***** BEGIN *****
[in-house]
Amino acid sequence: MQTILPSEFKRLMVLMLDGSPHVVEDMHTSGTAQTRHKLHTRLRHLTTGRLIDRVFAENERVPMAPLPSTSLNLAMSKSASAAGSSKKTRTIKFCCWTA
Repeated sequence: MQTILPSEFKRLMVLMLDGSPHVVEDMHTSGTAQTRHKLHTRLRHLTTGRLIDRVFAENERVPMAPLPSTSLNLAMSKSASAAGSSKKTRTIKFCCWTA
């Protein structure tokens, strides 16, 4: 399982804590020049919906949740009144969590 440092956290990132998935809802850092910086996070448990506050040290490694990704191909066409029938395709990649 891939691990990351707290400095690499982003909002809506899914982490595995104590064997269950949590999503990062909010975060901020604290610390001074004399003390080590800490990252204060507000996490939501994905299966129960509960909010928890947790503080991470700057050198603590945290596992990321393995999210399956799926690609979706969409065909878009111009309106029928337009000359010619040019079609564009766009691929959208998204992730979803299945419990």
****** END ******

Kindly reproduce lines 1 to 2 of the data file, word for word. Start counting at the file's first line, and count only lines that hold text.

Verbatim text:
[in-house]
Amino acid sequence: MQTILPSEFKRLMVLMLDGSPHVVEDMHTSGTAQTRHKLHTRLRHLTTGRLIDRVFAENERVPMAPLPSTSLNLAMSKSASAAGSSKKTRTIKFCCWTA